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Dioceses grapple with ‘credibly accused’ priests

  • November 29, 2019

OTTAWA -- A first of its kind publicly-released review of historic cases of sexual abuse within a Canadian Catholic diocese may have far-reaching repercussions across the country as other Canadian dioceses review what has been done in Vancouver.

The review, made public on Nov. 22 by an Archdiocese of Vancouver review committee on clerical sexual abuse, makes 31 recommendations and names Vancouver priests who have been criminally convicted, are named in already settled lawsuits or are the subject of other public cases. But the public report does not name “credibly accused” priests, something that survivors of abuse have been demanding and which the report also recommended.

The issue of releasing the names of “credibly accused” priests is a key point that the Catholic Church in Canada is struggling with. The Canadian Conference of Catholic Bishops (CCCB), while emphasizing the steps that the Church has taken to address the scourge of sexual abuse of minors, says in a Nov. 15 statement it is up to each  diocese to determine the best way to move forward on the issue.

“It is evident that a simple ‘yes’ or ‘no’ answer cannot be given to such a complex matter when seen through the lens of privacy laws at the federal and provincial levels, the Canadian Charter of Rights and Freedoms, and the well-being of victims-survivors, some of whom do not wish for the names of their offenders to be published for fear they themselves will be re-victimized or identified,”
the statement said.

London, Ont.-based lawyer Rob Talach, who has filed numerous legal actions involving the Church, has called the CCCB’s approach “a very sophisticated dodge.”

“The Catholic Church in Canada is organized when it comes to issues of abortion, birth control, euthanasia,” he told the CBC’s The Current radio show, but when it comes to abuse, “they’re all running around in a circle saying we’re not organized, and we have to leave it up to individuals.”

The response of other dioceses across Canada to what has been done in Vancouver is mixed, with many taking a wait-and-see approach as they review what Vancouver has done.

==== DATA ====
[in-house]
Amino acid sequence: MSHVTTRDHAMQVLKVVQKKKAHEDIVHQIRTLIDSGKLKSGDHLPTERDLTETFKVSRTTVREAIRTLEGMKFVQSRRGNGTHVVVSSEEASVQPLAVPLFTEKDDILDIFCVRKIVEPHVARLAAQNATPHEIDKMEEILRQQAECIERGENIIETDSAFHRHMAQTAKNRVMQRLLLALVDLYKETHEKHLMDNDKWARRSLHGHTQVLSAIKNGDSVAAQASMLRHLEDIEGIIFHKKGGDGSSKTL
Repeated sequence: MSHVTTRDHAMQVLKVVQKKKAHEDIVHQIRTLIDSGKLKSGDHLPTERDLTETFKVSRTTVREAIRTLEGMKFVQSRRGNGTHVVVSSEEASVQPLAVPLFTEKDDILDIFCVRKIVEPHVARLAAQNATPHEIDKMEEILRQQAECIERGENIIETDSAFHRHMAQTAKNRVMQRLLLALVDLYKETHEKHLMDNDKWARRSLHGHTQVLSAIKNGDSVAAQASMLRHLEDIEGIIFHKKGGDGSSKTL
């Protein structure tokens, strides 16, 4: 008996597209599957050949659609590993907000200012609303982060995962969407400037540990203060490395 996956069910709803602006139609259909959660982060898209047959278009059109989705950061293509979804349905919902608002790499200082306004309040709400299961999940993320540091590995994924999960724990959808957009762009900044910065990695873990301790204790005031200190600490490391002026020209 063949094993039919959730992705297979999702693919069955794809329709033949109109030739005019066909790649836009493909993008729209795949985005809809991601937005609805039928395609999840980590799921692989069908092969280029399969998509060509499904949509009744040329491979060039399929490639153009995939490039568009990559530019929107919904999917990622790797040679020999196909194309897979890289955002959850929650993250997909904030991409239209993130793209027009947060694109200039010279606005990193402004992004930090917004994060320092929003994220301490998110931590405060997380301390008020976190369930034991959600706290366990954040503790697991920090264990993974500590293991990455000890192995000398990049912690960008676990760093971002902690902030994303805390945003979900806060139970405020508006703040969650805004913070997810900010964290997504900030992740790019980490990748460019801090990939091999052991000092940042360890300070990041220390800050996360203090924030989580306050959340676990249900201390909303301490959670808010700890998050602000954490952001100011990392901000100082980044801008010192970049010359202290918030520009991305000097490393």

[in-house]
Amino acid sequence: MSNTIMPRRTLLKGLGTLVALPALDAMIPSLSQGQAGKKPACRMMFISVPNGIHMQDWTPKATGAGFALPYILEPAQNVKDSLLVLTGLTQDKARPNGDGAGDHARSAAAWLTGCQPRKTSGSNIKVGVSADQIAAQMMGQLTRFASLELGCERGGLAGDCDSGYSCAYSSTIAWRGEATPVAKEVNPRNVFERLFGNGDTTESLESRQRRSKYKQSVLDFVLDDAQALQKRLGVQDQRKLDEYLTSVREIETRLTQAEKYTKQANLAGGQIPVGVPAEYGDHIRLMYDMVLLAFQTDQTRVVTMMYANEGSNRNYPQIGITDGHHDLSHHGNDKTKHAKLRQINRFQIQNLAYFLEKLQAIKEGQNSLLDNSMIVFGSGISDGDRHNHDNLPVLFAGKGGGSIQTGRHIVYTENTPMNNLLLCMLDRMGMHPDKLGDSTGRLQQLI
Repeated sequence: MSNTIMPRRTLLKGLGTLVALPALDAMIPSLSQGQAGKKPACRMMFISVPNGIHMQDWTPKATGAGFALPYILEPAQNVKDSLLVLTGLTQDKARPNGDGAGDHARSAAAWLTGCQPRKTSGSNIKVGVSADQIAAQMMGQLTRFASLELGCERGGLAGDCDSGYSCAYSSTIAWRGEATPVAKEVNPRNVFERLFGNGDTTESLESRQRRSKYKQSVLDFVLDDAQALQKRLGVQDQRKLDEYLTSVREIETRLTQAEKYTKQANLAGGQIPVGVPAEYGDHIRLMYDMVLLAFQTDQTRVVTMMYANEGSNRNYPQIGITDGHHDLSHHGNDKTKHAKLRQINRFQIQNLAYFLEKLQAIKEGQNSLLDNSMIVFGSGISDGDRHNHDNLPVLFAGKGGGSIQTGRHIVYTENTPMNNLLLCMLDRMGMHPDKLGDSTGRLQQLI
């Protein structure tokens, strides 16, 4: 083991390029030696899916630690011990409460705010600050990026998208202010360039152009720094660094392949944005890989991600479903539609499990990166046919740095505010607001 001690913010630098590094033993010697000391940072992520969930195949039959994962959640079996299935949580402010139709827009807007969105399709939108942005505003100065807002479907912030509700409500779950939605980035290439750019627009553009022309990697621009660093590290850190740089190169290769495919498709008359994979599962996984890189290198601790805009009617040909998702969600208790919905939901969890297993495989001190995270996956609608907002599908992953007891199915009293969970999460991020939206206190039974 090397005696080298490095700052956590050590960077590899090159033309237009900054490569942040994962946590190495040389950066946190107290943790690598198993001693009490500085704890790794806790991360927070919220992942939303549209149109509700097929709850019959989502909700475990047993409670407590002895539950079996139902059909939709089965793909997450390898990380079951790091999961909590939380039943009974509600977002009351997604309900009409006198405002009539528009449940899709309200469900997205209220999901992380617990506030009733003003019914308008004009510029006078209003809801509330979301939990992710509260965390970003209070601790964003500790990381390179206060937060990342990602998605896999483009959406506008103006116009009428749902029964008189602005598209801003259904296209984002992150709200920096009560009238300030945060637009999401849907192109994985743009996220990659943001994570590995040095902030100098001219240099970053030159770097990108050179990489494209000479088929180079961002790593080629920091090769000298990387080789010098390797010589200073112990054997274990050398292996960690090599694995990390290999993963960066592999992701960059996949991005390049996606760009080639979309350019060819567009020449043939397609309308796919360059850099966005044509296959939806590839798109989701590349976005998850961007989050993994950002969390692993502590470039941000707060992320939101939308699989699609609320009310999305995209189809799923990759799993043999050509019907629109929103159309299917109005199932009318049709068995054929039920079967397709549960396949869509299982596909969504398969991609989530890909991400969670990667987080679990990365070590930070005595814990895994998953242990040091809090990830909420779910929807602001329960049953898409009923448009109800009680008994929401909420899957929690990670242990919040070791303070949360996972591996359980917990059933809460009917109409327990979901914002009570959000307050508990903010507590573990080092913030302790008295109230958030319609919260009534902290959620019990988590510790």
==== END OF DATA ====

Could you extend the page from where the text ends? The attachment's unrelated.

Neil MacCarthy, communications director of teh Toronto archdiocese, the largest in Canada, said that diocese is “open to look” at what Vancouver has done, adding he expects all dioceses across Canada will be doing the same.

He said when it comes to naming the “credibly accused” there are real privacy issues involved and there needs to be a balance between not “re-victimizing victims while at the same time the competing desire to get as much information out as possible.”

The Archdiocese of Edmonton will publish revised policies and protocols on abuse prevention and reporting next month. It is also doing an historical review of past cases. However, whether it will publish names of abusers is still being determined.

And on Nov. 25, the Archdiocese of Montreal announced it has hired a former Quebec judge to conduct a review into the case of Brian Boucher, a priest who was recently found guilty of sexually assaulting minors.

“We want to get to the bottom of things to uncover the truth regarding how the concerns and complaints about Brian Boucher were received and handled,” stated Archbishop Christian Lépine. 

As well, five Quebec dioceses announced last March that they had commissioned another retired judge to conduct an audit of their archives to assess the number and the nature of sexual abuse allegations, but the process has been delayed because that former judge has since died.

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